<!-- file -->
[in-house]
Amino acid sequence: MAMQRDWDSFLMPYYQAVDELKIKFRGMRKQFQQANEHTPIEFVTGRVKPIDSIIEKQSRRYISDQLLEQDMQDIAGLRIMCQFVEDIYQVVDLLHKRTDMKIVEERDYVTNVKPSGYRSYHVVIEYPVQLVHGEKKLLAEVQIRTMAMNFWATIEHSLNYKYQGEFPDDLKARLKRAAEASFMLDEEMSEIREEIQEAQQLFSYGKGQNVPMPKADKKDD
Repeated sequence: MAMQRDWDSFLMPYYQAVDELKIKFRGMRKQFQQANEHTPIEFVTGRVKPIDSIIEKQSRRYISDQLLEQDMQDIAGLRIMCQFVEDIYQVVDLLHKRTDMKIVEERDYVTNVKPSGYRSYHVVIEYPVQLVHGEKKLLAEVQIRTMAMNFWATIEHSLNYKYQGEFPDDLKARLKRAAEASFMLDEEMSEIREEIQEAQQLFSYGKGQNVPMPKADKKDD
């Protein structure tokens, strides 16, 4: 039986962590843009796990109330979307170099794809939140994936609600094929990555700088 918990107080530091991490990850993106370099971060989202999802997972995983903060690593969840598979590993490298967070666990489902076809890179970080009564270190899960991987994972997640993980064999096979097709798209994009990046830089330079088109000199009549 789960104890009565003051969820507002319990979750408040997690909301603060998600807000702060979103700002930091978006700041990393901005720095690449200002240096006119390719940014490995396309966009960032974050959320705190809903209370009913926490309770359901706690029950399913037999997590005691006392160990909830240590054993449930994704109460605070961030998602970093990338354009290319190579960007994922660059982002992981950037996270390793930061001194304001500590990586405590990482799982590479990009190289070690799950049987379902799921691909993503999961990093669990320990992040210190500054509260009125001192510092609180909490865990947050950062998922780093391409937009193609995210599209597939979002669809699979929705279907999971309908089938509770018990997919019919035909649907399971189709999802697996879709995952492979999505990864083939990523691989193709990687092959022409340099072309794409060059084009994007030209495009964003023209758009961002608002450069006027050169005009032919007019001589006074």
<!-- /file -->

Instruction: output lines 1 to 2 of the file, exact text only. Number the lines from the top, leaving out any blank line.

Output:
[in-house]
Amino acid sequence: MAMQRDWDSFLMPYYQAVDELKIKFRGMRKQFQQANEHTPIEFVTGRVKPIDSIIEKQSRRYISDQLLEQDMQDIAGLRIMCQFVEDIYQVVDLLHKRTDMKIVEERDYVTNVKPSGYRSYHVVIEYPVQLVHGEKKLLAEVQIRTMAMNFWATIEHSLNYKYQGEFPDDLKARLKRAAEASFMLDEEMSEIREEIQEAQQLFSYGKGQNVPMPKADKKDD